This way of conceiving two intersecting axes of poetry has one important consequence for literary ideology: in even the most radically iconoclastic poetry, tradition and convention remain an ineluctable dimension of the poem. Modern poets may wilfully ignore the old boundary lines of poetic genre, but none can escape from the convention-bound axis of the eye. The seeming metrical chaos in Blake, as Hollander shows, is actually a refashioning of an older, discarded English tradition of seven-stress lines. Walt Whitman may have dreamed of a wholly organic, non-conventional prosody, “claiming to have made a metrical principle out of the unique shapes of rhythm,” but in fact what he did was to introduce a new metrical convention, based on clearly end-stopped lines, the coincidence between complete syntactical units and linearity being a strict rule for his ostensibly spontaneous, oracular verse. More recent American free-verse experiments, in analogous ways, either generate their own metrical conventions, or “engage certain prior conventions . . . to form a new tradition, discontinuous in some ways as it may be,” and the flaunted metrical freedom of the verse frequently proves, upon analysis, to relate quite directly to Milton’s innovative prosody in the burden of meaning carried by nuances of enjambment.
In elucidating Ben Jonson’s constant invocation of classical models in his poetry, Hollander stresses what he calls “the modality of verse”; a poetry which avowedly elects long-established forms of expression works toward “creating discourse in an ideal community, within which the literary dialect would be as speech.” Modern poets have often rejected all notions of the modality of verse, breaking down genre and decorum in the effort to forge a uniquely personal, purely expressive style. Some, however, like W. H. Auden, have actually reaffirmed modality, adopting from the tradition a variety of forms and styles through which they implicitly assert a public realm of literary discourse more durable than the transitory idiom of individual experience.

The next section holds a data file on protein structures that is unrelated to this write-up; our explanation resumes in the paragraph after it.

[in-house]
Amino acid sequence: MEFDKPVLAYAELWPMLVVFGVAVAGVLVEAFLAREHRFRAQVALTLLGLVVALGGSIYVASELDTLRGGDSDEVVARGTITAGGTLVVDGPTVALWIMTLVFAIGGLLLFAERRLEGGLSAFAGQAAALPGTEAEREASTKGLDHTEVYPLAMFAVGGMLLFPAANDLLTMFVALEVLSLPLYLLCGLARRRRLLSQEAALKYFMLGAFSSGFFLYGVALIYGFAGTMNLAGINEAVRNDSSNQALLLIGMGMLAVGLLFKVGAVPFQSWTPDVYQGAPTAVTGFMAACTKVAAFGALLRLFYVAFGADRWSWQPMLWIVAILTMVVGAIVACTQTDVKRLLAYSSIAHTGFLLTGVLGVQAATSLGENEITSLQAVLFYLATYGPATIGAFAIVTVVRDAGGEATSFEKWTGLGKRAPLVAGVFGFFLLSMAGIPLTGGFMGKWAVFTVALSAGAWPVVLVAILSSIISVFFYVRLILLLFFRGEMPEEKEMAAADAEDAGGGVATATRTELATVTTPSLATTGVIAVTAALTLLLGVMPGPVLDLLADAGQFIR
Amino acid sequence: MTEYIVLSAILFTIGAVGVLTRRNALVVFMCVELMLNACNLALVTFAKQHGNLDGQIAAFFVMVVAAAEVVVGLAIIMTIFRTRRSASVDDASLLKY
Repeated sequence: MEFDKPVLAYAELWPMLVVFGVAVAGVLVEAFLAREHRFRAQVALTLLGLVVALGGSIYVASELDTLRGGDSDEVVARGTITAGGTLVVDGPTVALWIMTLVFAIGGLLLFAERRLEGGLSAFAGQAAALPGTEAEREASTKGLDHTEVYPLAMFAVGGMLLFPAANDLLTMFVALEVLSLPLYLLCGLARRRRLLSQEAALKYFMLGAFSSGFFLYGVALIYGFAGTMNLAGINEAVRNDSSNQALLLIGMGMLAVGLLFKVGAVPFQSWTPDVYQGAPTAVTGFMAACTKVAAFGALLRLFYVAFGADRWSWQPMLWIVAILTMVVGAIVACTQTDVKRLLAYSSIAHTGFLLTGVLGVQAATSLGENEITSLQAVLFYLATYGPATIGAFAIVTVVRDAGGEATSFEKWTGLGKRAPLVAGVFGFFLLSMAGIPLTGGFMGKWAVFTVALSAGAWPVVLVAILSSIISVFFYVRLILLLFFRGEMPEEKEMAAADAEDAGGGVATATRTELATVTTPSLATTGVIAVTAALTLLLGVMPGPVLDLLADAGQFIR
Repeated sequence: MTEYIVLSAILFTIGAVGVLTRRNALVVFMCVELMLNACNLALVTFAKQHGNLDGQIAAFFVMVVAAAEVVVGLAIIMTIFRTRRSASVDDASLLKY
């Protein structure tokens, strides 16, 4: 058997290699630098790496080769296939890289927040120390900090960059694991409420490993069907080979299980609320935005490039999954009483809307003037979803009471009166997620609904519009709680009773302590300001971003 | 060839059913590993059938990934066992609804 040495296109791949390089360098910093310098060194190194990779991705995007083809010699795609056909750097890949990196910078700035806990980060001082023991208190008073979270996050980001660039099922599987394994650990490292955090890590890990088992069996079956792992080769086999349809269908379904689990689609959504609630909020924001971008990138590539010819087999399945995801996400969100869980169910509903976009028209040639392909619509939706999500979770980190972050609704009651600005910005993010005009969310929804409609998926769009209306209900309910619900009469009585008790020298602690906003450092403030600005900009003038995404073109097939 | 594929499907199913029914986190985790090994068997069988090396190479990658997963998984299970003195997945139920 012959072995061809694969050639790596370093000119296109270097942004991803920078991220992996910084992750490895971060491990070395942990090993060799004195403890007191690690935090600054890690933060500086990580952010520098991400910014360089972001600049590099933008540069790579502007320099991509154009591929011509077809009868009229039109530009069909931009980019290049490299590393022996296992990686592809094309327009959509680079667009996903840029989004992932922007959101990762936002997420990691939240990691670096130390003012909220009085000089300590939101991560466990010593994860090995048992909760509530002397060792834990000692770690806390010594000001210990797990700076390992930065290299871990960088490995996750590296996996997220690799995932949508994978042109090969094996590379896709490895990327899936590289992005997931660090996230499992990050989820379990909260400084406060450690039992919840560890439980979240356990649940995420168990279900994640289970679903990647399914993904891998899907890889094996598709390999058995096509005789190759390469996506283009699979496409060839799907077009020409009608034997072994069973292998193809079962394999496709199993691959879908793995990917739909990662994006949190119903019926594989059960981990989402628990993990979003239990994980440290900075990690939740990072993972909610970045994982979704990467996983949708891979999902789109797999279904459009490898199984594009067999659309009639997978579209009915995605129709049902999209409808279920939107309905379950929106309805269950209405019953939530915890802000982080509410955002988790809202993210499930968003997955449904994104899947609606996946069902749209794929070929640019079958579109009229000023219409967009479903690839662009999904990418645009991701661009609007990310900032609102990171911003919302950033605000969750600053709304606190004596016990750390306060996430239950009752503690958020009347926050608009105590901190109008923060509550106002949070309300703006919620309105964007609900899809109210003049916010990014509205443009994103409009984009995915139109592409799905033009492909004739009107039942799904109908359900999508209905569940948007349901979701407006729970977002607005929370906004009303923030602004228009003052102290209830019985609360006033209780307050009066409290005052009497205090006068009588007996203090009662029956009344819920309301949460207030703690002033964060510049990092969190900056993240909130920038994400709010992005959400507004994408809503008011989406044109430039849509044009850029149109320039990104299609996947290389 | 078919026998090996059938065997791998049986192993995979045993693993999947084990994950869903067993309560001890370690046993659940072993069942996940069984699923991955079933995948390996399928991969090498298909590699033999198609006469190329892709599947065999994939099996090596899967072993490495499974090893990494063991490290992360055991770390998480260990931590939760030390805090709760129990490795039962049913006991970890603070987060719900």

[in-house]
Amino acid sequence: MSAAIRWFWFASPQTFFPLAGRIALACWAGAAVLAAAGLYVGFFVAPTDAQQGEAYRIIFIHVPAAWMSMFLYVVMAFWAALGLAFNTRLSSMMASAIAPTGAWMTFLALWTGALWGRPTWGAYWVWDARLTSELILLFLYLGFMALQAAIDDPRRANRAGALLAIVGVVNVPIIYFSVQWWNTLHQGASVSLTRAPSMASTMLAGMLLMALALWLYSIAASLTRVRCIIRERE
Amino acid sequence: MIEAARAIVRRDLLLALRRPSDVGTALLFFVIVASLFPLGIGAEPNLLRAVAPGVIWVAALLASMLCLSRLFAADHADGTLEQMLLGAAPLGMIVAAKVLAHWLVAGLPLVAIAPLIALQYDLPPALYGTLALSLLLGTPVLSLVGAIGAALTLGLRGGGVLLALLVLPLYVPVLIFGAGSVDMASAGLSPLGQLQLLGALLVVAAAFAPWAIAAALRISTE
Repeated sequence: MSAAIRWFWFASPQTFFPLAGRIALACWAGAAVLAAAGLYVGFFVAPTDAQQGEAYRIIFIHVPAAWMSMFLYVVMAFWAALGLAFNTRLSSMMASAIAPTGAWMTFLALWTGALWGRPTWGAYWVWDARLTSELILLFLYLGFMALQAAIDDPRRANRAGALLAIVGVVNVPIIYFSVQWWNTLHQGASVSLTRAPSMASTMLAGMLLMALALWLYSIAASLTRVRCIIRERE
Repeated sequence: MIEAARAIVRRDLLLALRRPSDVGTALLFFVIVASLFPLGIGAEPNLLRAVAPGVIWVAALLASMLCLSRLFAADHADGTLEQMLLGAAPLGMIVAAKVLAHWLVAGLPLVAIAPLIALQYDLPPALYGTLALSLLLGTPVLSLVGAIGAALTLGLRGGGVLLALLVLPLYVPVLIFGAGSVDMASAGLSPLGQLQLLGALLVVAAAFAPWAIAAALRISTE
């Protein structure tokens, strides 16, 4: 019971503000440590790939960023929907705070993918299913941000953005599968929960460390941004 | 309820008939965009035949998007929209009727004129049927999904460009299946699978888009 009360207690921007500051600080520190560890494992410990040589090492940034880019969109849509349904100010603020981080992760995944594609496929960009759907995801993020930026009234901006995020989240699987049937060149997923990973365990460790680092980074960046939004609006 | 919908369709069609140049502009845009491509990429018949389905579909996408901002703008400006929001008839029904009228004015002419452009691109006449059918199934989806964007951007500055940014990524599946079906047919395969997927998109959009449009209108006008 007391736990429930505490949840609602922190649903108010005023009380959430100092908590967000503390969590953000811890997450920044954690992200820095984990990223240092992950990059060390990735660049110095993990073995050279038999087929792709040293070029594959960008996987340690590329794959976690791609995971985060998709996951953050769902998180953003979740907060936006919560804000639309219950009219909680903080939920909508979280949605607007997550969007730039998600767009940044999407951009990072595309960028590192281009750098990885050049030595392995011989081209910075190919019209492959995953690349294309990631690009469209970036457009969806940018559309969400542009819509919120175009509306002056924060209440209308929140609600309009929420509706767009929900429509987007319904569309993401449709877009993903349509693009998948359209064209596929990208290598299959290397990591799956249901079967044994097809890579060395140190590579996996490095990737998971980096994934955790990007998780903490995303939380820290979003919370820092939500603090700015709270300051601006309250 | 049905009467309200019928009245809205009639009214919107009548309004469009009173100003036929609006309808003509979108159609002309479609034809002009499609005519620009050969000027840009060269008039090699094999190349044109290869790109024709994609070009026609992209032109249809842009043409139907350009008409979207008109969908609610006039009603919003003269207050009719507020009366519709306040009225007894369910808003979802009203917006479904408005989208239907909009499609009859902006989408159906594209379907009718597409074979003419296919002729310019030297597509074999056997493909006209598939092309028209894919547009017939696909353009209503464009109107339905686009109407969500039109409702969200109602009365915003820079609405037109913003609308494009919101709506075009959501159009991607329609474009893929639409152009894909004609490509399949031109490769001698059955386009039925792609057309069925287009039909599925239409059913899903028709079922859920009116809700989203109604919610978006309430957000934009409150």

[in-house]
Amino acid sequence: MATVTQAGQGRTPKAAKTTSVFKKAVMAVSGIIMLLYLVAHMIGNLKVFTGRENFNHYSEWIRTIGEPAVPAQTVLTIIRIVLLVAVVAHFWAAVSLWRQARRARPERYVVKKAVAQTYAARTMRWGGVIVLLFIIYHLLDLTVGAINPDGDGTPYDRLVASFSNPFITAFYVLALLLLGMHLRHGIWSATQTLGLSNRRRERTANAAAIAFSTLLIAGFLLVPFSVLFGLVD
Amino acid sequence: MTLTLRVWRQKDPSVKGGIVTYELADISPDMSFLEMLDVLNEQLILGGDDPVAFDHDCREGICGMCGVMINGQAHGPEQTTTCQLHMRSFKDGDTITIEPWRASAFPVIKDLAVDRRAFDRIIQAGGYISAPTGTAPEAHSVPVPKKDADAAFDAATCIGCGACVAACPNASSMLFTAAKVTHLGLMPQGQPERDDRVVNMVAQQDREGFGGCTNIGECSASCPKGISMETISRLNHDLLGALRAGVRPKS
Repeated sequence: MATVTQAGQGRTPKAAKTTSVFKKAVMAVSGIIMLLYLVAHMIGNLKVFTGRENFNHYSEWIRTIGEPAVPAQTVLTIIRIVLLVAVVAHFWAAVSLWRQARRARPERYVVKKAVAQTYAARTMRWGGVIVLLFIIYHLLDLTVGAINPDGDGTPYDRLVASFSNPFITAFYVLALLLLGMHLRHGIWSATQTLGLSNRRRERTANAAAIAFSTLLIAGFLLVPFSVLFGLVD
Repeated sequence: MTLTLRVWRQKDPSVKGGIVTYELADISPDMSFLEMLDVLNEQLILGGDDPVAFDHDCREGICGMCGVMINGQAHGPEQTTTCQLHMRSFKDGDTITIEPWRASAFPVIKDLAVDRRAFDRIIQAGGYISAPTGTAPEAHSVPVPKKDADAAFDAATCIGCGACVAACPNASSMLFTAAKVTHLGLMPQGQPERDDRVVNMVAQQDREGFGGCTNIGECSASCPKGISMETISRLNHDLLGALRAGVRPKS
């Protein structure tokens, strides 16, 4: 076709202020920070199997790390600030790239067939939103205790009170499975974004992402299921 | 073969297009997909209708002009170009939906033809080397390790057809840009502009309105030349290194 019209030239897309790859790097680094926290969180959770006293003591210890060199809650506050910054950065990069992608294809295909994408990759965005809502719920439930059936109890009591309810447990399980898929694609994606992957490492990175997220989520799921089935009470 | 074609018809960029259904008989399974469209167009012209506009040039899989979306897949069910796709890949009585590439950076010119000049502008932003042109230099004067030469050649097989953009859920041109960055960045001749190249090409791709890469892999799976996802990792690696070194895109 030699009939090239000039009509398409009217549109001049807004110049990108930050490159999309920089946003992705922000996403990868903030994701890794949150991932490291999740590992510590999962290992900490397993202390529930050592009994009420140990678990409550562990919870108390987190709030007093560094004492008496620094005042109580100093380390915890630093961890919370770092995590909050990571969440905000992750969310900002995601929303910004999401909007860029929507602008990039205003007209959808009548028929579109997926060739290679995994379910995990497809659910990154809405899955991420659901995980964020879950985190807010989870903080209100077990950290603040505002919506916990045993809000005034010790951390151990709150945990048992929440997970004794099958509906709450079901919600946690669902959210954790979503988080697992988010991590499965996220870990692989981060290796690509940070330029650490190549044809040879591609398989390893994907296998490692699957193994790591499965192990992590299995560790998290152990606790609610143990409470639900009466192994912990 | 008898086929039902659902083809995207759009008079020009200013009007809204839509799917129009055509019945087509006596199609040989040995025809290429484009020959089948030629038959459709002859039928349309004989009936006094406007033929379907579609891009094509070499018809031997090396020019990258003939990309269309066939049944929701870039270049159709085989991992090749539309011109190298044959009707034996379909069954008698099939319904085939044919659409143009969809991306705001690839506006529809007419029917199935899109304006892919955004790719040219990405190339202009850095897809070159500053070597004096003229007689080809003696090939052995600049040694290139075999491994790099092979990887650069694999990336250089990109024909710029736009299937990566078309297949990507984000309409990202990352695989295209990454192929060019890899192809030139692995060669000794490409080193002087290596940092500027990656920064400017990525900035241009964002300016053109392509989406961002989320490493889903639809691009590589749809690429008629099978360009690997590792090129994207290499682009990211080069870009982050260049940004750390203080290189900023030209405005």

The reaching for modality explains, I think, the strength, the limitations, and the peculiarity of John Hollander’s own poetry. It is heartening to discover in the scholarly analyst of prosody a poet who is himself a technical virtuoso, but Hollander’s recurrent problem from the beginning of his career has been to escape the aridness of mere virtuosity. His first volume, A Crackling of Thorns (1958), is astonishing in the variety of styles so finely controlled by a young poet, but there is something ventriloquistic and frustratingly oblique in the way the poet treats his own experience. This continues to be true, I find, though in less obtrusive, more complicated ways, of Hollander’s five subsequent volumes of verse. There are, to be sure, some notable exceptions, like the evocative title-poem of Movie-Going (1962), or the poems dealing with memory and childhood and adolescence in Visions from the Ramble (1965). The persistent problem, however, of Hollander’s poetry is illustrated on almost every page of the last volume of verse before the present one, The Night Mirror (1971). Poem after poem reads like a distanced, abstractly conceived “treatment” of some idea or situation, a set exercise in rendering a quality or effect. The poet who had imitated the Elizabethans, Marvell, Dryden, Wordsworth, and many others finally seems to have arrived at a kind of accomplished voicelessness, in which the poem becomes an elegant arabesque of studied (sometimes precious) images concluding in a deft cadence with a word like “dust,” “dark,” or, alternately, “light.”